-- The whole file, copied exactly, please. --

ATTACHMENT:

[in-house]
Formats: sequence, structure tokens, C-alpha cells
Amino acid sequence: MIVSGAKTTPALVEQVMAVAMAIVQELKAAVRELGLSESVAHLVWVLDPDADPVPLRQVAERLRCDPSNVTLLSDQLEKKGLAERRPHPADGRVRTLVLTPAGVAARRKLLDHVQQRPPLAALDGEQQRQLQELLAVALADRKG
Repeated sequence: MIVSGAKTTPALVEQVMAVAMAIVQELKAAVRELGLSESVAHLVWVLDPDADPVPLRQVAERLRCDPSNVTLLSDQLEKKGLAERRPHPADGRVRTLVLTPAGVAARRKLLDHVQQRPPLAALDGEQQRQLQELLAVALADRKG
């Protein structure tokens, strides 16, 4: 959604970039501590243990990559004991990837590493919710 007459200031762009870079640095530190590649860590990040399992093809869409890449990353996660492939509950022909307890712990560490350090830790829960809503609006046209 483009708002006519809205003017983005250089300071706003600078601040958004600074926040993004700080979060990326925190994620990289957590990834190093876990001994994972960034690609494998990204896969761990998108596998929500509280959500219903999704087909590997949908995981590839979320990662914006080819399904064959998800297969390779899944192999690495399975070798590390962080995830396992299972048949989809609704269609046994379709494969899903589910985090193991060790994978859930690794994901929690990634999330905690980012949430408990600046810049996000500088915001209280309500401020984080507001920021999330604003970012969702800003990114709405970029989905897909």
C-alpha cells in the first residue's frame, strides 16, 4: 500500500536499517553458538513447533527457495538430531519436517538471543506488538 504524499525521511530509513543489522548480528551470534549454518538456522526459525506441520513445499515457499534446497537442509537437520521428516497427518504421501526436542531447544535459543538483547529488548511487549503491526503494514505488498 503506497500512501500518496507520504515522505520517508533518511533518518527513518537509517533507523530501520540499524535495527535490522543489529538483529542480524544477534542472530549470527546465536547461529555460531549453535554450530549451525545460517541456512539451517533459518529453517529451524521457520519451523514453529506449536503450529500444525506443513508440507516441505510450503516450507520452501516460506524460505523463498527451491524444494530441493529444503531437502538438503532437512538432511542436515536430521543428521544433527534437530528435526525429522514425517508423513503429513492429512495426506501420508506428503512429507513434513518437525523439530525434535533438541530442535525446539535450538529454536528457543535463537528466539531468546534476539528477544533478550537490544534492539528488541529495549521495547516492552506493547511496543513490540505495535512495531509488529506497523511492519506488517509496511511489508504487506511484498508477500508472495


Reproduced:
[in-house]
Formats: sequence, structure tokens, C-alpha cells
Amino acid sequence: MIVSGAKTTPALVEQVMAVAMAIVQELKAAVRELGLSESVAHLVWVLDPDADPVPLRQVAERLRCDPSNVTLLSDQLEKKGLAERRPHPADGRVRTLVLTPAGVAARRKLLDHVQQRPPLAALDGEQQRQLQELLAVALADRKG
Repeated sequence: MIVSGAKTTPALVEQVMAVAMAIVQELKAAVRELGLSESVAHLVWVLDPDADPVPLRQVAERLRCDPSNVTLLSDQLEKKGLAERRPHPADGRVRTLVLTPAGVAARRKLLDHVQQRPPLAALDGEQQRQLQELLAVALADRKG
């Protein structure tokens, strides 16, 4: 959604970039501590243990990559004991990837590493919710 007459200031762009870079640095530190590649860590990040399992093809869409890449990353996660492939509950022909307890712990560490350090830790829960809503609006046209 483009708002006519809205003017983005250089300071706003600078601040958004600074926040993004700080979060990326925190994620990289957590990834190093876990001994994972960034690609494998990204896969761990998108596998929500509280959500219903999704087909590997949908995981590839979320990662914006080819399904064959998800297969390779899944192999690495399975070798590390962080995830396992299972048949989809609704269609046994379709494969899903589910985090193991060790994978859930690794994901929690990634999330905690980012949430408990600046810049996000500088915001209280309500401020984080507001920021999330604003970012969702800003990114709405970029989905897909």
C-alpha cells in the first residue's frame, strides 16, 4: 500500500536499517553458538513447533527457495538430531519436517538471543506488538 504524499525521511530509513543489522548480528551470534549454518538456522526459525506441520513445499515457499534446497537442509537437520521428516497427518504421501526436542531447544535459543538483547529488548511487549503491526503494514505488498 503506497500512501500518496507520504515522505520517508533518511533518518527513518537509517533507523530501520540499524535495527535490522543489529538483529542480524544477534542472530549470527546465536547461529555460531549453535554450530549451525545460517541456512539451517533459518529453517529451524521457520519451523514453529506449536503450529500444525506443513508440507516441505510450503516450507520452501516460506524460505523463498527451491524444494530441493529444503531437502538438503532437512538432511542436515536430521543428521544433527534437530528435526525429522514425517508423513503429513492429512495426506501420508506428503512429507513434513518437525523439530525434535533438541530442535525446539535450538529454536528457543535463537528466539531468546534476539528477544533478550537490544534492539528488541529495549521495547516492552506493547511496543513490540505495535512495531509488529506497523511492519506488517509496511511489508504487506511484498508477500508472495